Effects of computerized decision support in the context of a performance-based incentive intervention on maternal and neonatal health-worker performance in Upper East Region, Ghana: A qualitative study of professional perspectives

Background: Computerized decision support systems (CDSS) and performance-based incentives (PBIs) can improve health worker performance. However, there is minimal evidence on the combined effects of these interventions or perceived effects among maternal and child healthcare providers in low-resource settings. We thus aimed to explore the perceptions of maternal and child healthcare providers of combined CDSS-PBI support on performance in twelve primary care facilities in Ghana’s Upper East Region. Methods: We conducted a qualitative study drawing on semi-structured key informant interviews with 24 nurses and midwives, 12 health facility managers, and 6 district-level staff familiar with the intervention. We analysed data thematically using deductive and inductive coding in NVivo 9 software. Results: Interviewees suggested the combined CDSS-PBI intervention improved their performance, through enhancing knowledge of maternal health issues, facilitating diagnoses and prescribing, prompting actions for complications, and improving management. Some also reported improved and mortality. However, challenges described in patient care included CDSS software inflexibility (e.g. requiring administration of only one intermittent preventive malaria treatment to pregnant women), faulty electronic partograph leading to unnecessary referrals, increased workload for nurses and midwives who still had to complete facility forms, and power fluctuations affecting software. Conclusions: Combining CDSS and PBI interventions has potential to improve maternal and child healthcare provision in low income settings. However, user perspectives and context must be considered, along with allowance for revisions, when designing and implementing CDSS and PBIs interventions.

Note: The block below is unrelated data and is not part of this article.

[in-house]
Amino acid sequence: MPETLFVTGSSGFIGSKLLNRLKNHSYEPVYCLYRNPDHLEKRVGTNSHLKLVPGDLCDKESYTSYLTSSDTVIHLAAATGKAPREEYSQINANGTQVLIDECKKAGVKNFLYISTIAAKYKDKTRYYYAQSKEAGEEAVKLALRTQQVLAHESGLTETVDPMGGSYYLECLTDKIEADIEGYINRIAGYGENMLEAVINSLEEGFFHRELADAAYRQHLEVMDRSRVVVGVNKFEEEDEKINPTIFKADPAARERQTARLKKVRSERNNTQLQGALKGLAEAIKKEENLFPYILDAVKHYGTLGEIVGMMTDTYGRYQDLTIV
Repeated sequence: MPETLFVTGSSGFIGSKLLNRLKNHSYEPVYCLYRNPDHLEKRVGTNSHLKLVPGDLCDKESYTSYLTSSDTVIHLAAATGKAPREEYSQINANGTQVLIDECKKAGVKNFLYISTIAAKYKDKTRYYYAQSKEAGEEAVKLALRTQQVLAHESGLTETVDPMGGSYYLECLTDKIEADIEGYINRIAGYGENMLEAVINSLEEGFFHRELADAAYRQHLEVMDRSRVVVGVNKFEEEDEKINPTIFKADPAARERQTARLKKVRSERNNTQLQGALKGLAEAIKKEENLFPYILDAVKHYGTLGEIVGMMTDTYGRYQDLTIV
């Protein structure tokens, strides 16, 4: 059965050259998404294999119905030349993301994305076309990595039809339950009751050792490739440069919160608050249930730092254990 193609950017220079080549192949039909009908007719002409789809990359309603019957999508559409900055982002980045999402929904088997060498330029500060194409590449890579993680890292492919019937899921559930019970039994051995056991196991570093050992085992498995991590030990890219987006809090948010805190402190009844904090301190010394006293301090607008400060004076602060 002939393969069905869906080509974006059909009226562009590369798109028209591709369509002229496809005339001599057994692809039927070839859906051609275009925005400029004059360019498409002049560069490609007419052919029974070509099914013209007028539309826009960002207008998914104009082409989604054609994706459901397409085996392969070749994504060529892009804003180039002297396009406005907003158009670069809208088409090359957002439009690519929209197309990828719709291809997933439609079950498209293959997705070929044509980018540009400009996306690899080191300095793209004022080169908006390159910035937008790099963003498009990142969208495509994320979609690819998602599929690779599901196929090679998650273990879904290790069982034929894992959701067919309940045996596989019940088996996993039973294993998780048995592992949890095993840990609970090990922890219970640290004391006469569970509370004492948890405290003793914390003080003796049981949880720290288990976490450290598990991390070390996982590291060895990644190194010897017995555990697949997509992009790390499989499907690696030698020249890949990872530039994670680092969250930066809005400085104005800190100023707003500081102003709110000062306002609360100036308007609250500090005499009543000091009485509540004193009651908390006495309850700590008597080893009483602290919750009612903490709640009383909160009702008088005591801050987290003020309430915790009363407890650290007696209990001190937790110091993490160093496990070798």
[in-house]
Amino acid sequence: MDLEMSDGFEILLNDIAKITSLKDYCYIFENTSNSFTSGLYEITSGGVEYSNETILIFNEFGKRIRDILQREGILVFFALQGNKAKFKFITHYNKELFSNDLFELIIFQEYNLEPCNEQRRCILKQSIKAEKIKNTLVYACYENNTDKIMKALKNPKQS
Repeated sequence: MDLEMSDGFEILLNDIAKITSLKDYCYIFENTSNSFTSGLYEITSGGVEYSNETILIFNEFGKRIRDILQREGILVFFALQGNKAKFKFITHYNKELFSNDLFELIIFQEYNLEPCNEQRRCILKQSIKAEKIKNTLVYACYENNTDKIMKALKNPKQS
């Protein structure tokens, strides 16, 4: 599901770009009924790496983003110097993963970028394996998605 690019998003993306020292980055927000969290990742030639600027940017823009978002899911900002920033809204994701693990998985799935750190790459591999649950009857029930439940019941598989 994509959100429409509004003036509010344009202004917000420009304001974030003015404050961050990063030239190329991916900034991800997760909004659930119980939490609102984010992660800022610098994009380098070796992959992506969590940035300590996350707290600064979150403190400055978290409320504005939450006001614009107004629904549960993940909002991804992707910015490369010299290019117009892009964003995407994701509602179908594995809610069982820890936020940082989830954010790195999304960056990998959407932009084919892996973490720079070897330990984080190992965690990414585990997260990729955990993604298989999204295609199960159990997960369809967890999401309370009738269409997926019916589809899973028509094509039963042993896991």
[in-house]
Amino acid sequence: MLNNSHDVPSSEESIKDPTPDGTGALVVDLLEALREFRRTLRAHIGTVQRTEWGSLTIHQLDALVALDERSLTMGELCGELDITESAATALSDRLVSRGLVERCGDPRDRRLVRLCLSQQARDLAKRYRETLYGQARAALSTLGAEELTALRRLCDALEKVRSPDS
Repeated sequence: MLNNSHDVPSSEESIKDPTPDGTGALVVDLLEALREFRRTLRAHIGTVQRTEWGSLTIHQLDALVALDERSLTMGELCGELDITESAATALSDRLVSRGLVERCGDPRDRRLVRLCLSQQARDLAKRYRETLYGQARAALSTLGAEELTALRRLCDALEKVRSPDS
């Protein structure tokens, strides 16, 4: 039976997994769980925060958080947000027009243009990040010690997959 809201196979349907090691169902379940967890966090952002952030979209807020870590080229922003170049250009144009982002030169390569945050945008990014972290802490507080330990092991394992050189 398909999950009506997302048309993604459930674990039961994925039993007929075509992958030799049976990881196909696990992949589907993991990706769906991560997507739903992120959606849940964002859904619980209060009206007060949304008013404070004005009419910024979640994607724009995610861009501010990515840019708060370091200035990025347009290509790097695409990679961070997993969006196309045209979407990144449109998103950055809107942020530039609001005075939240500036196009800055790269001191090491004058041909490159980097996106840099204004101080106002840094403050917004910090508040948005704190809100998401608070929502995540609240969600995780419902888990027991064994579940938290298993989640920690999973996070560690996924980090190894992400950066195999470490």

This article is published in BMC Health Services Research, 2022;;DOI: https://doi.org/10.21203/rs.3.rs-1629630/v1
BMC Health Services Research, 2022; DOI: https://doi.org/10.21203/rs.3.rs-1629630/v1